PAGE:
Some economic perspective…
During the Middle Ages, an English laborer had to work 80 hours to pay for a pound of sugar. By 2021, an English laborer had to work only 1.89 minutes to do that. In 1800, it took 5.4 hours of work to buy 1,000 lumen-hours; in 1992, it took only 0.00012 hours of work for someone to light their home for six weeks.
Since 1970, the share of American workers in high-skill jobs has increased from roughly 30 to 46 percent. Another result has been the continued superiority of the American university system. According to U.S. News & World Report’s rankings, eight of the top 10 universities in the world are American.
based on Congressional Budget Office data, that real median household income grew by 26 percent from 1990 to 2019. When you throw in social benefits such as Social Security and unemployment insurance, median household income increased by 55 percent. For those in the bottom fifth of household income, the after-tax and transfer-income growth during that period was 74 percent. Strain observes in his book The American Dream Is Not Dead that three-quarters of adults raised in working-class homes have a higher inflation-adjusted income than their parents did. In 1993, 28 percent of American children lived in poverty. By 2019, that number was down to 11 percent.
In 2011, for example, $45.4 billion of venture capital was invested in young, innovative American firms. In 2021, $332.8 billion was invested in such firms.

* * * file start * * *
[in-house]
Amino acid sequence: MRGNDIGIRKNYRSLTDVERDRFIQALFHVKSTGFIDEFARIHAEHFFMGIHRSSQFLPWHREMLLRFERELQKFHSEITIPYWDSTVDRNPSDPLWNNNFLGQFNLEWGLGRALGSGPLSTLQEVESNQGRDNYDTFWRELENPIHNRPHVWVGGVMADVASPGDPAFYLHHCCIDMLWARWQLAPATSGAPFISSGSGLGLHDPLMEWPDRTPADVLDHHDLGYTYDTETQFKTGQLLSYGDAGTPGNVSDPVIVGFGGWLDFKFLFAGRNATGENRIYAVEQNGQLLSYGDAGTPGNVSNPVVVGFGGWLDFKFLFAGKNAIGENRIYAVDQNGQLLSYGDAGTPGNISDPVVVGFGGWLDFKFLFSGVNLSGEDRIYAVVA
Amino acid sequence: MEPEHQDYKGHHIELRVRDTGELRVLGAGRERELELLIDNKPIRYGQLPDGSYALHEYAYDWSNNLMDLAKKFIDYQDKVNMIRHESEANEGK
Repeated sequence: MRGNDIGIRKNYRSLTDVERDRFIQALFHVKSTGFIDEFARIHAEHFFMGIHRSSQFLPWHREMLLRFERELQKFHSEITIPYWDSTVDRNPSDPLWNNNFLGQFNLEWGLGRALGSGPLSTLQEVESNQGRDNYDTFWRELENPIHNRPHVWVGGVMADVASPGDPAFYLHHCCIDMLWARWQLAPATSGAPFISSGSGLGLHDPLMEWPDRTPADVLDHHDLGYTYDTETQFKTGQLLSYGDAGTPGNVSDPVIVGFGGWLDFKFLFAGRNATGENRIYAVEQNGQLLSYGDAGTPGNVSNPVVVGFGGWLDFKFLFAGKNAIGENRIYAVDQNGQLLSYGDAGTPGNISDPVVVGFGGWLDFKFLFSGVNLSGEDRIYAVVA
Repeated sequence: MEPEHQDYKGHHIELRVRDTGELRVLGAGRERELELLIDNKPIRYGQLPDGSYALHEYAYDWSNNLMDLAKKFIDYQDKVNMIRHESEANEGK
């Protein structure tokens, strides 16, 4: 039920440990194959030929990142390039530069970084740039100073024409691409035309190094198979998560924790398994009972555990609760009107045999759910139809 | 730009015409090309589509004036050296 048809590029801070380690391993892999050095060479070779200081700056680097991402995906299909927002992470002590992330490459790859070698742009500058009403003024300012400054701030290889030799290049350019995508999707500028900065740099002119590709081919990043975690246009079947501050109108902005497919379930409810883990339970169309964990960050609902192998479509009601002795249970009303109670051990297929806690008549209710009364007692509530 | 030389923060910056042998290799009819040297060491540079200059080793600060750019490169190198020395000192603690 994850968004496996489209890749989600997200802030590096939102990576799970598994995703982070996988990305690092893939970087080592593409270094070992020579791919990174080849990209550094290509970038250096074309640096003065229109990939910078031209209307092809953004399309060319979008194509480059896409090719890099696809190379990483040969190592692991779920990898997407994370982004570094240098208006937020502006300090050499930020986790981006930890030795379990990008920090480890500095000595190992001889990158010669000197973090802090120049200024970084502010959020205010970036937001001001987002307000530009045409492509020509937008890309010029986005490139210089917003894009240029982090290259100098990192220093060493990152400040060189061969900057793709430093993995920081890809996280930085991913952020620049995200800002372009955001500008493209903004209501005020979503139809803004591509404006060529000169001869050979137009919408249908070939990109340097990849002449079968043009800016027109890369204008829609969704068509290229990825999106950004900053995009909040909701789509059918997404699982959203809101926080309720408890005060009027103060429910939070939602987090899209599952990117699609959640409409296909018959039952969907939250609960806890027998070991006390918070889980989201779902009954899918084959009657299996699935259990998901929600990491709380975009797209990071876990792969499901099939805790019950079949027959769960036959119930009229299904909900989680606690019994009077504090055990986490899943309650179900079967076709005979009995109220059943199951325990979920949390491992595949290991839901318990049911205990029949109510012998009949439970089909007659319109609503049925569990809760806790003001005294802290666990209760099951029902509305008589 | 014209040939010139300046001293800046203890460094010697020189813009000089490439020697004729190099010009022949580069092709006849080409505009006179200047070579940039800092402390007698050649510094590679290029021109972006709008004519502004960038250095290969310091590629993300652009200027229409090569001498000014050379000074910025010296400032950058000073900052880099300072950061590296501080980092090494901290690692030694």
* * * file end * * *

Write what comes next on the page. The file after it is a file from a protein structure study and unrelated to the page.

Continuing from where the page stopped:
Carbon emissions per capita have plummeted this century; we are now back down to levels from the 1910s. The cost of flying across the country has fallen roughly fivefold since the mid-1970s.
And I’ve yet to mention the two most impressive innovations of recent years—mRNA vaccines and the stunning gains in artificial intelligence. Who knows where AI will take us, but in the short term, it means that everybody can have a somewhat well-informed personal research assistant. As Tyler Cowen notes, we’re in the middle of a radical increase in the amount of intelligence in the world.
One map showed the locations of 56 mega-investments of more than $1 billion each—investments in auto, semiconductors, clean energy, and the like. Only two of those investments are in California; six are in Illinois, and five are in Iowa. After years of capital and wealth fleeing to the coasts, there are now signs of a rebound in the places that were left behind.
David Brooks writing in the Atlantic